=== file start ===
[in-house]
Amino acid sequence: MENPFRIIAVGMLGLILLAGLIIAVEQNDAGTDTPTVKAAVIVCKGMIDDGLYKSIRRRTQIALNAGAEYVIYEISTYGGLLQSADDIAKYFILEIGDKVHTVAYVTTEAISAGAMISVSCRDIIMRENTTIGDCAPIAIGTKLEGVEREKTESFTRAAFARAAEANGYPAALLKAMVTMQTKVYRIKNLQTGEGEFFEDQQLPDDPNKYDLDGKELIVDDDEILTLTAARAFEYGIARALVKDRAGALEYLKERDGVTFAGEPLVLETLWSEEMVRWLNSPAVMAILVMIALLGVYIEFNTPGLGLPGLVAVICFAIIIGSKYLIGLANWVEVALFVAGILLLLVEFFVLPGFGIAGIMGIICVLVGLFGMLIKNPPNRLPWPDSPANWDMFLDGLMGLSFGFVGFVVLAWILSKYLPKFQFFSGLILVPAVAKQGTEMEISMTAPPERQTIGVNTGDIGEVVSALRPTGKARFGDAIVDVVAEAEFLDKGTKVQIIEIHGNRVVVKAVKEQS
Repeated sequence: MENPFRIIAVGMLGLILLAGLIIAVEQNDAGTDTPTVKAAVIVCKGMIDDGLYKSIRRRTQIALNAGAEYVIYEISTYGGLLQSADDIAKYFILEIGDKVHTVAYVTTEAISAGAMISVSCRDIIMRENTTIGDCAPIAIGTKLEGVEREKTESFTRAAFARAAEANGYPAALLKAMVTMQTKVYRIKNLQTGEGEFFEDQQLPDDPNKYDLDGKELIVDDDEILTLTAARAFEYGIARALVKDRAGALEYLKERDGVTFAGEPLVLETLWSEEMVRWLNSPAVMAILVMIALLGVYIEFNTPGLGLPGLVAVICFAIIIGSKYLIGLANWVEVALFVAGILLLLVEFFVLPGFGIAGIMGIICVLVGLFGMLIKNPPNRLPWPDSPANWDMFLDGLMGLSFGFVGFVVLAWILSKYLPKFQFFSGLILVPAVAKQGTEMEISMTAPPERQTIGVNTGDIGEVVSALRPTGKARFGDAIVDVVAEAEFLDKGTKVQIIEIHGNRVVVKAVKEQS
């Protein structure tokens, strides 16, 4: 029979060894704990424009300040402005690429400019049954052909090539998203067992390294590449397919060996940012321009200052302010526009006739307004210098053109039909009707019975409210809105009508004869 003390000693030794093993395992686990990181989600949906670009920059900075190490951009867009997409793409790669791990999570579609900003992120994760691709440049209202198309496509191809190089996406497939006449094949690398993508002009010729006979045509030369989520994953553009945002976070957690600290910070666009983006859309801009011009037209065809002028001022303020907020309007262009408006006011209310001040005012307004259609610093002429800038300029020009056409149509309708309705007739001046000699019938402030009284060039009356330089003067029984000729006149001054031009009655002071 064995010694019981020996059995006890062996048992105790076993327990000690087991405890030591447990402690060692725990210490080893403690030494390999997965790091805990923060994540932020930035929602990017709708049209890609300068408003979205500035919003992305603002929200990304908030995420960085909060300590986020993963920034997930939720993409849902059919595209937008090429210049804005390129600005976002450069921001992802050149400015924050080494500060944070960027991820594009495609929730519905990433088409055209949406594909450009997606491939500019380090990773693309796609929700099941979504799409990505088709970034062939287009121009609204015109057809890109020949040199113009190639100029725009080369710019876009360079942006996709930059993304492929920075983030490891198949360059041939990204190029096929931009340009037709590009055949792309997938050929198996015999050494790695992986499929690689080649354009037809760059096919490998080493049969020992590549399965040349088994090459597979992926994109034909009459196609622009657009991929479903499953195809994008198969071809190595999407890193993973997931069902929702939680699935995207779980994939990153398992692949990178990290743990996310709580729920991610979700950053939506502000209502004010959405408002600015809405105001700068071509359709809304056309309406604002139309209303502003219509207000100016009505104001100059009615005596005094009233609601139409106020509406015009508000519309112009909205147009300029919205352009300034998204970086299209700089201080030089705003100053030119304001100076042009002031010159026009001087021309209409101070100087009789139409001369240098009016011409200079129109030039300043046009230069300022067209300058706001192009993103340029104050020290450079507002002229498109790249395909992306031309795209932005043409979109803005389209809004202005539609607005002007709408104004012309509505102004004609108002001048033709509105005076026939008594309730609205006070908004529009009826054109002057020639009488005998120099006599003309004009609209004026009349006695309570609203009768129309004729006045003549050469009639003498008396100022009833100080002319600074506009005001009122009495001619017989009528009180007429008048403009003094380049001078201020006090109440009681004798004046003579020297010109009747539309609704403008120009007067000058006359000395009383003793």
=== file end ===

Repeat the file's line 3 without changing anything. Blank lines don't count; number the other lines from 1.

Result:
Repeated sequence: MENPFRIIAVGMLGLILLAGLIIAVEQNDAGTDTPTVKAAVIVCKGMIDDGLYKSIRRRTQIALNAGAEYVIYEISTYGGLLQSADDIAKYFILEIGDKVHTVAYVTTEAISAGAMISVSCRDIIMRENTTIGDCAPIAIGTKLEGVEREKTESFTRAAFARAAEANGYPAALLKAMVTMQTKVYRIKNLQTGEGEFFEDQQLPDDPNKYDLDGKELIVDDDEILTLTAARAFEYGIARALVKDRAGALEYLKERDGVTFAGEPLVLETLWSEEMVRWLNSPAVMAILVMIALLGVYIEFNTPGLGLPGLVAVICFAIIIGSKYLIGLANWVEVALFVAGILLLLVEFFVLPGFGIAGIMGIICVLVGLFGMLIKNPPNRLPWPDSPANWDMFLDGLMGLSFGFVGFVVLAWILSKYLPKFQFFSGLILVPAVAKQGTEMEISMTAPPERQTIGVNTGDIGEVVSALRPTGKARFGDAIVDVVAEAEFLDKGTKVQIIEIHGNRVVVKAVKEQS